Those education cuts in full...

24 May 2010

Education has taken its share of the £6.243 billion of savings to the current year's government spending plans.

The Department for Education will making savings of £670 million. Much of this is made up of savings on education quangos. The education-IT quango Becta will be closed. However, other parts of the DfE savings are likely to impinge more directly on schools. As yet, though, we have not been given this detail.

The Department for Education has confirmed that no other education quango will close immediately. However it is understood that the QCDA will close eventually but this will require legislation. 

Other savings to be made at education quangos include:

  • National College for School Leadership - £16 million
  • Training & Development Agency - £30 million
  • School Food Trust - £1 million
  • Childrens Workforce Development Council - £15 million
  • QCDA - £8 million
  • Becta - £10 million
  • Total for 2010/11: £80 million

 The former Schools Minister, Jim Knight, lamented the axing of Becta, saying 'closing Becta ends the huge added learning in poor families from the Home Access Progamme & damages our global lead in education tech exports'.

However, the Chancellor, George Osborne, said the savings meant that he was now able to make a commitment  that 'we didn't think possible before', namely to protect spending in 2011-11 on schools, Sure Start and 16-19 education. Any savings in these areas will be reinvested in front-line services.

This protection is only guaranteed for the current financial year. However it means money allocated to school budgets for 2010-11 will not be affected by reductions.

Some of the savings will be reinvested in creating 50,000 extra adult apprenticeships. This will cost £150 million and the apprenticeship places will be focused on small and medium enterprises. 

There will be £50 million invested in capital investment for FE colleges. This can be leveraged with other income to make a total fund of £150 million for those colleges most in need.  

 University places:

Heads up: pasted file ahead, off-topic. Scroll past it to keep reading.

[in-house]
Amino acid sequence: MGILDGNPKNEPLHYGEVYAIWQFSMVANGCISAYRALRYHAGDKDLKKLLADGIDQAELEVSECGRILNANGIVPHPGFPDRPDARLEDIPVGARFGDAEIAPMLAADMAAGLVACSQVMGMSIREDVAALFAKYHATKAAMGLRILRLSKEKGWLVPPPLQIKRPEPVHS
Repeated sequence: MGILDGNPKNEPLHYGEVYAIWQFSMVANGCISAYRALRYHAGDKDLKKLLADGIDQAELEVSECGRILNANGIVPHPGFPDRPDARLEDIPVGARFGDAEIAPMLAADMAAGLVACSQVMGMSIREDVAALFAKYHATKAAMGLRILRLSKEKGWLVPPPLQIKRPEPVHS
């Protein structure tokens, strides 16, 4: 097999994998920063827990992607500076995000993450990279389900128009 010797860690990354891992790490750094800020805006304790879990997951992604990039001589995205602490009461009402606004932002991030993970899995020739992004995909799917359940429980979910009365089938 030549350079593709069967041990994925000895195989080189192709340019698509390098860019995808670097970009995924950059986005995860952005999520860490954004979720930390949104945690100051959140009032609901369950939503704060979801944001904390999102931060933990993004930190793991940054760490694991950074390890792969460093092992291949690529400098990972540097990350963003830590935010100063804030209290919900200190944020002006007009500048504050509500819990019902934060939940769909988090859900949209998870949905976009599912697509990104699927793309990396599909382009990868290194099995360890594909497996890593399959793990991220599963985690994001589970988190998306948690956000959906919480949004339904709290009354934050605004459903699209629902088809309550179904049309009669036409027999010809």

There will be 10,000 new university places in addition to the total announced last December. 8,000 of these will be full-time places, and 2,000 will be part-time.

However,  the extra 20,000 places (some full-time and some part-time) announced in Labour's last Budget this year will  not now be funded.

David Laws said: 'We will proceed with Higher Education modernisation funding for an additional 10,000 university places, in addition to those allocated in the December 2009 grant letter. Good value for money bids have not been received for the full 20,000 additional places initially envisaged, so we have made a saving here'.

The University and College Union says the net reduction in places has 'dashed the hopes of thousands of people' who've applied to university this year.


Train To Gain:

David Laws: 'There will be cuts in schemes which we consider to have low value for money – including in Train to Gain.'

Reaction from Becta:

Graham Badman, Chairman and Stephen Crowne, Chief Executive of Becta said:

 “Naturally we are very disappointed at the Government’s decision. Becta is a very effective organisation with an international reputation, delivering valuable services to schools, colleges and children. Our procurement arrangements save the schools and colleges many times more than Becta costs to run. Our Home Access programme will give laptops and broadband to over 200,000 of the poorest children.

 “Our top priorities now are to make sure we have an orderly and fair process for staff, and that as far as possible schools, colleges and children continue to benefit from the savings and support that Becta has provided. We will be talking to Government Departments and our other stakeholders including the industry about this.”

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